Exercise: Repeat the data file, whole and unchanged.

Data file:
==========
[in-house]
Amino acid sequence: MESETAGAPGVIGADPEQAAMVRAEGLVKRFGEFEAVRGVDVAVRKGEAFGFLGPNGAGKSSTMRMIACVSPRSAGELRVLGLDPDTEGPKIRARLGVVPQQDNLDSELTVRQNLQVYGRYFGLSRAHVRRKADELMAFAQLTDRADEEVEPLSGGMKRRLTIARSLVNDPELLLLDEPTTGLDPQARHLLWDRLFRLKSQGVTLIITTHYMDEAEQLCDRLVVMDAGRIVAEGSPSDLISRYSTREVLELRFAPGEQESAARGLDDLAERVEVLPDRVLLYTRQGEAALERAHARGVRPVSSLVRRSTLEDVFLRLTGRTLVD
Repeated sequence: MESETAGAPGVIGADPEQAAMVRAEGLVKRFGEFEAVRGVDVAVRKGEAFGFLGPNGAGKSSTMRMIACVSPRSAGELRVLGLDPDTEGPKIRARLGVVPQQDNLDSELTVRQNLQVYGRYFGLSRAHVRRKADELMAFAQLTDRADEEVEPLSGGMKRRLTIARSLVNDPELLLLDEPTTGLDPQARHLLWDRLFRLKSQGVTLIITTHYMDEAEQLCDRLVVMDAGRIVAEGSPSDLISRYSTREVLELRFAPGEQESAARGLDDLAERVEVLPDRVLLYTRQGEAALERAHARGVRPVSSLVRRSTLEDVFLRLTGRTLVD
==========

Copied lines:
[in-house]
Amino acid sequence: MESETAGAPGVIGADPEQAAMVRAEGLVKRFGEFEAVRGVDVAVRKGEAFGFLGPNGAGKSSTMRMIACVSPRSAGELRVLGLDPDTEGPKIRARLGVVPQQDNLDSELTVRQNLQVYGRYFGLSRAHVRRKADELMAFAQLTDRADEEVEPLSGGMKRRLTIARSLVNDPELLLLDEPTTGLDPQARHLLWDRLFRLKSQGVTLIITTHYMDEAEQLCDRLVVMDAGRIVAEGSPSDLISRYSTREVLELRFAPGEQESAARGLDDLAERVEVLPDRVLLYTRQGEAALERAHARGVRPVSSLVRRSTLEDVFLRLTGRTLVD
Repeated sequence: MESETAGAPGVIGADPEQAAMVRAEGLVKRFGEFEAVRGVDVAVRKGEAFGFLGPNGAGKSSTMRMIACVSPRSAGELRVLGLDPDTEGPKIRARLGVVPQQDNLDSELTVRQNLQVYGRYFGLSRAHVRRKADELMAFAQLTDRADEEVEPLSGGMKRRLTIARSLVNDPELLLLDEPTTGLDPQARHLLWDRLFRLKSQGVTLIITTHYMDEAEQLCDRLVVMDAGRIVAEGSPSDLISRYSTREVLELRFAPGEQESAARGLDDLAERVEVLPDRVLLYTRQGEAALERAHARGVRPVSSLVRRSTLEDVFLRLTGRTLVD